In a move to strengthen the Government's "health of the nation" strategy, Virginia Bottomley, the health secretary, will announce a number of measures to improve access to health services for the young.
The initiative aims to achieve immediate benefits to young people's health and encourage a healthy lifestyle which will be carried through to adult life.
Figures show that the number of young people aged between 10 and 19 in England and Wales has been decreasing, from 7.5 million in 1982 to 5.9 million in 1992, but this trend is expected to reverse, reaching 6.4 million in 2002.
The major causes of death among young people are injury and poisoning, neoplasms (for example, tumours) and nervous system diseases. Of the 1,755 10-19 year olds who died in 1992, 473 were between the ages of 10-14, and 1,282 were aged 15-19. The majority of deaths were due to accidents, but the number due to this factor is declining.
A "health of the young nation" conference in London will focus on areas which are contributing to more deaths, including depression among young men, drug and solvent abuse, alcohol abuse and smoking. The suicide rate among young men is increasing and deliberate self-harm is increasing among young females. While severe mental illness is rare in children and uncommon in young adults, between 10-20 per cent of children may require help due to mental health problems.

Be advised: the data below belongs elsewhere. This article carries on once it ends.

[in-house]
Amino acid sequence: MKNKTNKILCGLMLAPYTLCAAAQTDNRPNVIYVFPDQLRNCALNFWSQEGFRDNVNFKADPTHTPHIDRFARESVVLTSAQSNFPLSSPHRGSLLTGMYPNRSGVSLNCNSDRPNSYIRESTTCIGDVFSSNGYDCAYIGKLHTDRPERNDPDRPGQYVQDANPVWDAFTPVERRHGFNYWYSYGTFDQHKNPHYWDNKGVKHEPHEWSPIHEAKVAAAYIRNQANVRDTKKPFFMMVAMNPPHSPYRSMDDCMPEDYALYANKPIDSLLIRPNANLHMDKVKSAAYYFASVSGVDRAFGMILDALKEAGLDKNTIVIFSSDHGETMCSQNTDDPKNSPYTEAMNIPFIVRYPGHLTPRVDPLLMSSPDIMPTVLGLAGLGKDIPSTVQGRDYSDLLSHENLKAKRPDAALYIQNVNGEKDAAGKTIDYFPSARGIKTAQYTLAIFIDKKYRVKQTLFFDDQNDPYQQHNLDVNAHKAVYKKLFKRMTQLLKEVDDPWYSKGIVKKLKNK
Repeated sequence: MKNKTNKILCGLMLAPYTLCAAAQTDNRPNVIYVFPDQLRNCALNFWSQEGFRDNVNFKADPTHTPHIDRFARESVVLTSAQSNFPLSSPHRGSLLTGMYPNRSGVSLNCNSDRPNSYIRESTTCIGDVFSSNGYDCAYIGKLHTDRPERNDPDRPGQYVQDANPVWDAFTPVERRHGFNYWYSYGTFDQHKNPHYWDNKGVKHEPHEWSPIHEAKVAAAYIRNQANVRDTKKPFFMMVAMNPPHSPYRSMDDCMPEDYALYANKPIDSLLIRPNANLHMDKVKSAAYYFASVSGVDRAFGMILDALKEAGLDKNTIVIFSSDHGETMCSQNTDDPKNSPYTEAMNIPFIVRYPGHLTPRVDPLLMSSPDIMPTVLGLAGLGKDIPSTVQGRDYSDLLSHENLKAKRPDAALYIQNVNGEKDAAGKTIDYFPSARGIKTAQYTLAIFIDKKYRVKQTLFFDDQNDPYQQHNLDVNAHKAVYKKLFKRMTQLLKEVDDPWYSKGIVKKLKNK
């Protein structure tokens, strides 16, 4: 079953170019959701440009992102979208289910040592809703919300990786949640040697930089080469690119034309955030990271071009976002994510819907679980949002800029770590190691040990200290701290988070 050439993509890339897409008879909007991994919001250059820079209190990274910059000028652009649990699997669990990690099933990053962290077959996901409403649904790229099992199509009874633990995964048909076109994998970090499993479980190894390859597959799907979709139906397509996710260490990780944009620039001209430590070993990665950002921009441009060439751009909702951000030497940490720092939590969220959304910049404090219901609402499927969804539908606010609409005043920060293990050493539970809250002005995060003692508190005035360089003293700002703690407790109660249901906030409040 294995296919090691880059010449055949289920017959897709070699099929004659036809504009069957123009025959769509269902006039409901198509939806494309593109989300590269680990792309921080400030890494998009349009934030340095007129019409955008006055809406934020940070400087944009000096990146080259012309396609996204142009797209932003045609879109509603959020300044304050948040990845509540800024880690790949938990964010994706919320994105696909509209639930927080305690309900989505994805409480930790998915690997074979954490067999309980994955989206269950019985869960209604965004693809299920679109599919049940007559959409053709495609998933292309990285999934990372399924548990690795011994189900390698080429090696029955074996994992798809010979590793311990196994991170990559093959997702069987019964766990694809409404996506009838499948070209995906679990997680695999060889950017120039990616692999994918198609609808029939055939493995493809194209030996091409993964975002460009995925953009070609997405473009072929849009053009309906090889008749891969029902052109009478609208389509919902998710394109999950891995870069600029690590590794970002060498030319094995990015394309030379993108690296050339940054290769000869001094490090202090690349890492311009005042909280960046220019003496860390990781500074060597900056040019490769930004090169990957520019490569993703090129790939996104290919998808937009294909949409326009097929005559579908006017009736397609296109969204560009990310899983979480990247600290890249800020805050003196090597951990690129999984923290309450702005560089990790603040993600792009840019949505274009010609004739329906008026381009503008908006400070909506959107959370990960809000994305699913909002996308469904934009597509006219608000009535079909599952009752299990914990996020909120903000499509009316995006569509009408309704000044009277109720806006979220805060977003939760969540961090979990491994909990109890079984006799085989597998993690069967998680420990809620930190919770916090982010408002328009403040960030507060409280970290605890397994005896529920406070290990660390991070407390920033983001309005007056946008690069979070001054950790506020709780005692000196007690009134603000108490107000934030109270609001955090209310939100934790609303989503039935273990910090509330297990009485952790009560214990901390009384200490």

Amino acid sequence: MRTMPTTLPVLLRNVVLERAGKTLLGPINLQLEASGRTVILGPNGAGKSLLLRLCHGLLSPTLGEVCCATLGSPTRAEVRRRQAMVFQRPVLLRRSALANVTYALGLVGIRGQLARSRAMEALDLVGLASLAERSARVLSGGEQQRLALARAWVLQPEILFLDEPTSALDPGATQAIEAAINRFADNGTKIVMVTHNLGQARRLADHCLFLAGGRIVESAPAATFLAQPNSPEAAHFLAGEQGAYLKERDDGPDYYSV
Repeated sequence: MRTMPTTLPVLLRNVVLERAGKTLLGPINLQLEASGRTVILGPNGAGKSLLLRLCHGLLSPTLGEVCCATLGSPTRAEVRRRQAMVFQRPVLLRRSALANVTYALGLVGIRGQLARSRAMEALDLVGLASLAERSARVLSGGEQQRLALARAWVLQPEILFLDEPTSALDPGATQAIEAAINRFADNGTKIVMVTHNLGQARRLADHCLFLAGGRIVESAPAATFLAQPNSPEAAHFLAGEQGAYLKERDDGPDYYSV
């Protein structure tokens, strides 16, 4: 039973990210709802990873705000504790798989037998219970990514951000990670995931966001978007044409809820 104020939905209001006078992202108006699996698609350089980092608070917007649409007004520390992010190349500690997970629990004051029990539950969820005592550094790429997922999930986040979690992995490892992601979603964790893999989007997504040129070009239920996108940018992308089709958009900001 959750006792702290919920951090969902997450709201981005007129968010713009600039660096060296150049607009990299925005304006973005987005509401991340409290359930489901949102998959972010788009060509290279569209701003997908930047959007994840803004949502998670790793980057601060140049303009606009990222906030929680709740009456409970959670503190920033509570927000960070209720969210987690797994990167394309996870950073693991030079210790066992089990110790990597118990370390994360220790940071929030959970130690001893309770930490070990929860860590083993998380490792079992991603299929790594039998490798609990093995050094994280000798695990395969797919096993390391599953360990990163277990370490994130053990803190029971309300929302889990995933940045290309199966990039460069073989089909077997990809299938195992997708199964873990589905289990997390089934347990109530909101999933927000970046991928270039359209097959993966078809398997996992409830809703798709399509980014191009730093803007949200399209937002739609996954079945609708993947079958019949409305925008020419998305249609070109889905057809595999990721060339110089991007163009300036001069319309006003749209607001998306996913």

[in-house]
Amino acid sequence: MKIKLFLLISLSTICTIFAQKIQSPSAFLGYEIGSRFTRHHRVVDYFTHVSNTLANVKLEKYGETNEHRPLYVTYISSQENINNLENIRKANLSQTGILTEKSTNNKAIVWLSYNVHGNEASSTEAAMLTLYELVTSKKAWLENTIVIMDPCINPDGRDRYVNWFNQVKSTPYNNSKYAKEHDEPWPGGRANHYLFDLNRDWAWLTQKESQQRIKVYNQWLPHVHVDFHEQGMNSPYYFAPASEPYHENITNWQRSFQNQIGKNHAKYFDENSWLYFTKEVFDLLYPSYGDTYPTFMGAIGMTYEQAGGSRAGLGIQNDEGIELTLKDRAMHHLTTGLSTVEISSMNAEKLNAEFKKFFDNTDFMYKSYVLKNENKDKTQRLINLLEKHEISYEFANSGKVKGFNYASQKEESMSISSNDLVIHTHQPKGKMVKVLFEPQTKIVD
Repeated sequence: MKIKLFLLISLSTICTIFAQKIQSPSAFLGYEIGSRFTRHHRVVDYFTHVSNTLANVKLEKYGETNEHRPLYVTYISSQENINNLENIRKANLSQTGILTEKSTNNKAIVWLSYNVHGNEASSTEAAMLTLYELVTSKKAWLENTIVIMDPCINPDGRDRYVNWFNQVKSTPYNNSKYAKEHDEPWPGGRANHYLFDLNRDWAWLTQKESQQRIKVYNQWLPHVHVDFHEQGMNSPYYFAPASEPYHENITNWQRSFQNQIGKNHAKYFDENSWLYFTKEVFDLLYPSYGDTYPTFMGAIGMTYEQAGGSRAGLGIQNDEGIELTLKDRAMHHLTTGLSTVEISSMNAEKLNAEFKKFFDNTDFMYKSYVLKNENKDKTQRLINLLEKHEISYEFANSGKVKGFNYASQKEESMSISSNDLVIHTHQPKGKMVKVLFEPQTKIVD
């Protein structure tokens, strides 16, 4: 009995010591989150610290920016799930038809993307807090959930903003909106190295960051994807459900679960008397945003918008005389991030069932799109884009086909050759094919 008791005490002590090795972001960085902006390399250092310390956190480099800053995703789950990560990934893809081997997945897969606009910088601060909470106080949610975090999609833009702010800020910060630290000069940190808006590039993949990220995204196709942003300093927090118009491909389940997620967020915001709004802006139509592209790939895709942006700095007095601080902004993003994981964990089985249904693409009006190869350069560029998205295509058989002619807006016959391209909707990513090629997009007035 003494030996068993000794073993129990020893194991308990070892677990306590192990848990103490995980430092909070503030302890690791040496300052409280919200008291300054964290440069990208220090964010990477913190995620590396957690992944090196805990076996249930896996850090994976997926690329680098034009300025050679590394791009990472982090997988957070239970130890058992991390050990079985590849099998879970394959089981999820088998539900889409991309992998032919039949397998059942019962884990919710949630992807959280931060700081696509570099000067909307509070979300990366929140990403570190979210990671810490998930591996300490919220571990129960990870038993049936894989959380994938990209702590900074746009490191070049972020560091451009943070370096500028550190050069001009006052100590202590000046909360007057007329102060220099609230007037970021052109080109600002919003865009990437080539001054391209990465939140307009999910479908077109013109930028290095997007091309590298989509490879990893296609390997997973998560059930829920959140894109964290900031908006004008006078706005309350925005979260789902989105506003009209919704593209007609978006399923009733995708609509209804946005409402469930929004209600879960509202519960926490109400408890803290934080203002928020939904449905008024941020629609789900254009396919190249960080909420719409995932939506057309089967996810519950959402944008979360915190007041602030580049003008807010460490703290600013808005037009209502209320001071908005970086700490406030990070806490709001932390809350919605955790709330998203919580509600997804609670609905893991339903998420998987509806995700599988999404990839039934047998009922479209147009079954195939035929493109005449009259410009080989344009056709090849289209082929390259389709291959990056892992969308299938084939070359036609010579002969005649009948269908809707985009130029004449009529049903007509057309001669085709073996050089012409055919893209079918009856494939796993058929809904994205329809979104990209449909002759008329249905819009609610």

"Reducing unemployment would be the single most important step the Government could take to improve the state of young people's health," said Dr Aidan Macfarlane, director of the National Adolescent and Student Health Unit in Oxford.
Peter Wilson, director of the charity Young Minds, said 4-5 per cent of children below 12 suffered some form of mental distress and 2 per cent of children in a typical primary school would suffer from depression.Reuse content